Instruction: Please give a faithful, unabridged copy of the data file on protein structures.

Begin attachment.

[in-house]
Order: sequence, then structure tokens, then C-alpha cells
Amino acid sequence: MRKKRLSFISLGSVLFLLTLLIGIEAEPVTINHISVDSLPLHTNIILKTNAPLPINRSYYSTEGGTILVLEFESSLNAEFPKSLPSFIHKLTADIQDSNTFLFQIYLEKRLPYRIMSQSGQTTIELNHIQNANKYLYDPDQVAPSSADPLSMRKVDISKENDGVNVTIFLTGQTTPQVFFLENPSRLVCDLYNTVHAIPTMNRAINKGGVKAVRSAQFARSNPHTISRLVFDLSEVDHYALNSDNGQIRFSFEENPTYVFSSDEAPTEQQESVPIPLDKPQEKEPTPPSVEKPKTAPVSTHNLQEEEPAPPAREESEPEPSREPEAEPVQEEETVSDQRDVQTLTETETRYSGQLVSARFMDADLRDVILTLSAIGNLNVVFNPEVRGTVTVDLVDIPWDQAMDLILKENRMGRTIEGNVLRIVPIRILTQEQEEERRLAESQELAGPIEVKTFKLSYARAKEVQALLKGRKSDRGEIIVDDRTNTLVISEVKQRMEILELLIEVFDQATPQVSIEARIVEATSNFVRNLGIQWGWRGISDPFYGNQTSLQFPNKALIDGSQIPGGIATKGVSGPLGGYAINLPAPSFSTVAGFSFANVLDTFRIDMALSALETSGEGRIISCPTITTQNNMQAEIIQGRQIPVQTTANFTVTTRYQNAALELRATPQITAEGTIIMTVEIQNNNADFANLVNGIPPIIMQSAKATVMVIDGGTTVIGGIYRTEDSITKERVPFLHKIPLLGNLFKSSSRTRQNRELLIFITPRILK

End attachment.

[in-house]
Order: sequence, then structure tokens, then C-alpha cells
Amino acid sequence: MRKKRLSFISLGSVLFLLTLLIGIEAEPVTINHISVDSLPLHTNIILKTNAPLPINRSYYSTEGGTILVLEFESSLNAEFPKSLPSFIHKLTADIQDSNTFLFQIYLEKRLPYRIMSQSGQTTIELNHIQNANKYLYDPDQVAPSSADPLSMRKVDISKENDGVNVTIFLTGQTTPQVFFLENPSRLVCDLYNTVHAIPTMNRAINKGGVKAVRSAQFARSNPHTISRLVFDLSEVDHYALNSDNGQIRFSFEENPTYVFSSDEAPTEQQESVPIPLDKPQEKEPTPPSVEKPKTAPVSTHNLQEEEPAPPAREESEPEPSREPEAEPVQEEETVSDQRDVQTLTETETRYSGQLVSARFMDADLRDVILTLSAIGNLNVVFNPEVRGTVTVDLVDIPWDQAMDLILKENRMGRTIEGNVLRIVPIRILTQEQEEERRLAESQELAGPIEVKTFKLSYARAKEVQALLKGRKSDRGEIIVDDRTNTLVISEVKQRMEILELLIEVFDQATPQVSIEARIVEATSNFVRNLGIQWGWRGISDPFYGNQTSLQFPNKALIDGSQIPGGIATKGVSGPLGGYAINLPAPSFSTVAGFSFANVLDTFRIDMALSALETSGEGRIISCPTITTQNNMQAEIIQGRQIPVQTTANFTVTTRYQNAALELRATPQITAEGTIIMTVEIQNNNADFANLVNGIPPIIMQSAKATVMVIDGGTTVIGGIYRTEDSITKERVPFLHKIPLLGNLFKSSSRTRQNRELLIFITPRILK